Movie Mom

Movie Mom


The Greatest

posted by Nell Minow
B-
Lowest Recommended Age:Mature High Schooler
MPAA Rating:Rated R for sexual content, some language, and drug use
Profanity:Strong language
Nudity/Sex:Sexual references and situations including teen sex and adultery, teen pregnancy
Alcohol/Drugs:Drinking, drug abuse by a teenager
Violence/Scariness:Shocking fatal car accident, sad death, themes of grief and loss, character in coma
Diversity Issues:Diverse characters
Movie Release Date:April 16, 2010

Two gifted young women whose best work will be in other films are the reason to see this one. Carey Mulligan, so enchanting in last year’s An Education, plays a pregnant teenager in “The Greatest,” written and directed by newcomer Shana Feste. Both show a great deal of promise in this sincere but uneven film.

Mulligan plays Rose, who has one perfect moment with Bennett (Aaron Johnson) before he is killed in a car accident. They were both seniors in high school who had watched each other and waited for glimpses of each other but hardly even spoken until the last day of school when finally they work up the nerve to speak to one another. And then, suddenly he is gone, and she is pregnant.

Bennett’s parents, already dealing with a lot of dysfunction, are devastated by the loss and driven apart by it, too. Allen (PIerce Brosnan), a professor of mathematics, is rational and keeps his feelings inside. Grace (Susan Sarandon), is emotional. In one shattering scene, she is in the bathtub and he hands her a bell to ring when she misses her son. She rings it immediately, insistently, harshly, making it clear that her pain is deep and permanent and cannot be confined. She is obsessed with the 17 minutes between the crash and his death. What was he thinking? What did he say? Did he suffer? But the only one who knows is the man from the other car, who is in a coma. Grace visits him, reading aloud, monitoring his care.

Rose, who has nowhere else to go, moves in with Bennett’s family. But it takes a while for each of them, grieving separately, to find a way to reconnect as a family.

Surprisingly, Feste is best with the older generation in the film. Brosnan and Sarandon are the real center of the story and their characters are the best defined and the most compelling. Johnny Simmons (“Jennifer’s Body”) and Mulligan do their best with roles that are both under- and over-written. Simmons is the younger brother, a recovering drug addict, whose primary job in the movie is to remind his parents every day that they are left with the troubled son instead of the one they were proud of. But he is stuck with a distracting sub-plot about a relationship with a girl (Zoe Kravitz) from his support group. The problem with Mulligan’s character is Feste’s view that in the midst of terrible grieving and dysfunction, the repository of all wisdom and imperishable goodness resides in a pregnant teenager with a disastrous home life but an adorable dimple. This leaves a blank space that unbalances an already-unwieldy story but leave us looking forward to seeing how Feste learns from this film do to better next time.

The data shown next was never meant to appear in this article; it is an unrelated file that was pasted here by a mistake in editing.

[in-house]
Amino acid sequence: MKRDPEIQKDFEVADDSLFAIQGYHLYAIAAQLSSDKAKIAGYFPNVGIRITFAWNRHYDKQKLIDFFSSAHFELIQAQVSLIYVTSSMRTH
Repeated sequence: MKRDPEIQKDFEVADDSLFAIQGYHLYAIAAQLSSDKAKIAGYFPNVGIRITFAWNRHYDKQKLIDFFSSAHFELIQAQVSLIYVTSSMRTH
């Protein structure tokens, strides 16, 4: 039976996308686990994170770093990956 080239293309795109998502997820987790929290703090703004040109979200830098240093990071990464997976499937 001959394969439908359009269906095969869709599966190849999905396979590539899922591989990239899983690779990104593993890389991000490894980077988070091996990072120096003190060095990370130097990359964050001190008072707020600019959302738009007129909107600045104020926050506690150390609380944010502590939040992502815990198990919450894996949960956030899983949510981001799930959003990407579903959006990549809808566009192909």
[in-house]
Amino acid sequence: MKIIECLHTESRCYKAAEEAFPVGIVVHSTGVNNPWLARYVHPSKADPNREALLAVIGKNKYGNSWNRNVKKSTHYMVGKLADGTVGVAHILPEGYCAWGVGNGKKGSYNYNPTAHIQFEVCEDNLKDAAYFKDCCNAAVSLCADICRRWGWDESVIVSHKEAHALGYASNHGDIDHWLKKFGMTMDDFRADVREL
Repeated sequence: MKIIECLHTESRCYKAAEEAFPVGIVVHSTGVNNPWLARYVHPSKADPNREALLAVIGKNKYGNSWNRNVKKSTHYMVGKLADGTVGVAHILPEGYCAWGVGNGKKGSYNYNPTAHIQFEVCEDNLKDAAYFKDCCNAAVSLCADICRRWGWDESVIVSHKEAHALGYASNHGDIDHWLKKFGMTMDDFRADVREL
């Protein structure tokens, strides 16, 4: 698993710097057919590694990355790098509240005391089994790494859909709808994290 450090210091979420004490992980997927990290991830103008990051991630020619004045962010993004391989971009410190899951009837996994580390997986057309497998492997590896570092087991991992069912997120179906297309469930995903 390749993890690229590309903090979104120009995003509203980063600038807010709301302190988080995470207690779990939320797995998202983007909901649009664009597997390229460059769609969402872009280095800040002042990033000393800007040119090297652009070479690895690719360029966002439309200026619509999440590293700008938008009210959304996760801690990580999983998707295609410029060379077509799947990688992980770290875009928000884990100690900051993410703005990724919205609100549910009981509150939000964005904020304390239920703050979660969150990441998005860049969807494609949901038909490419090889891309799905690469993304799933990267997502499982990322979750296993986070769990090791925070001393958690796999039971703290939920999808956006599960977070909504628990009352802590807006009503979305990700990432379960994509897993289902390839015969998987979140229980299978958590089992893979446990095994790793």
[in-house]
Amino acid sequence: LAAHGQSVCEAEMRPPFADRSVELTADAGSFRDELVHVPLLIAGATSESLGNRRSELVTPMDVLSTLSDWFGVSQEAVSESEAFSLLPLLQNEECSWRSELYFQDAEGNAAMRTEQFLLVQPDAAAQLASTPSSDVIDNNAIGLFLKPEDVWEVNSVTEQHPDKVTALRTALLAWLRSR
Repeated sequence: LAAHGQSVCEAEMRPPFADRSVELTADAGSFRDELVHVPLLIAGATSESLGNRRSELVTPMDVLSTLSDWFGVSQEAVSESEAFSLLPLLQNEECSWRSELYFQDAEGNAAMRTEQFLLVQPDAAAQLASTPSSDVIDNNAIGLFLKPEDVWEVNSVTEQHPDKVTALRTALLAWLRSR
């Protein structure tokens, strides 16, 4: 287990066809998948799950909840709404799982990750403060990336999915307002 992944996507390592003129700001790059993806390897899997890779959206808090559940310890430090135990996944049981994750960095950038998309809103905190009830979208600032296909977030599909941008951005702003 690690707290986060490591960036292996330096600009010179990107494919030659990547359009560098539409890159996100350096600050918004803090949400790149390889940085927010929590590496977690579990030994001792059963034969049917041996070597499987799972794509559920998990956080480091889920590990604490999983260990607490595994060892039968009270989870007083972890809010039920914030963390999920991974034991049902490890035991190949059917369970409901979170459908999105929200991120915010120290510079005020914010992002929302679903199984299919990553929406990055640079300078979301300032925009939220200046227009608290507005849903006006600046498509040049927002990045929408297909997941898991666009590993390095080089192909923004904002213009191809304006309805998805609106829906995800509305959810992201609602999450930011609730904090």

Previous Posts

Guardians of the Galaxy
The summer movie you've been waiting for has arrived, a joyous space romp that all but explodes off the screen with lots of action and even more charm. Our recent superheros have been complex, often anguished, even downright tortured. It has been a while since we've had a charming rogue with a ba

posted 5:59:33pm Jul. 31, 2014 | read full post »

Get on Up
There are a lot of challenges in taking on the life story of James Brown, known variously as the Hardest Working Man in Show Business, the Godfather of Soul, Mr. Dynamite and others with vari

posted 5:59:21pm Jul. 31, 2014 | read full post »

Magic in the Moonlight
Woody Allen's 44th film is an amuse bouche without a meal, a dollop of whipped cream without the dessert underneath.  In last year's film, "Blue Jasmine," the strength of the performances (especially Oscar-winner Cate Blanchett) and the resonance of its Bernie Madoff-ish crossed with "Streetcar Nam

posted 5:58:31pm Jul. 31, 2014 | read full post »

Exclusive Clip: Behind the Scenes on "Calvary"
Brendan Gleeson gives a magnificent performance as a warm-hearted priest in a sad and damaged world in "Calvary," opening next week across the country.  Here's an exclusive peek behind the scenes, featuring Gleeson and Director of the Pauline Center for Media Studies Sister Rose Pacatte. [iframe

posted 3:45:01pm Jul. 31, 2014 | read full post »

Tonight: The Last of Our Pre-Code Series, Jean Harlow in "Red Headed Woman"
Tonight is the last of the Pre-Code films Margaret Talbot and I will be presenting at Washington D.C.'s Hill Center.  And it's a doozy, Jean Harlow in "Red Headed Woman."  We'd love to see you there. [youtube]https://www.youtube.com/watch?v=ATDif96J5Ms[/youtube] Margaret and I will be back a

posted 3:37:33pm Jul. 31, 2014 | read full post »




Report as Inappropriate

You are reporting this content because it violates the Terms of Service.

All reported content is logged for investigation.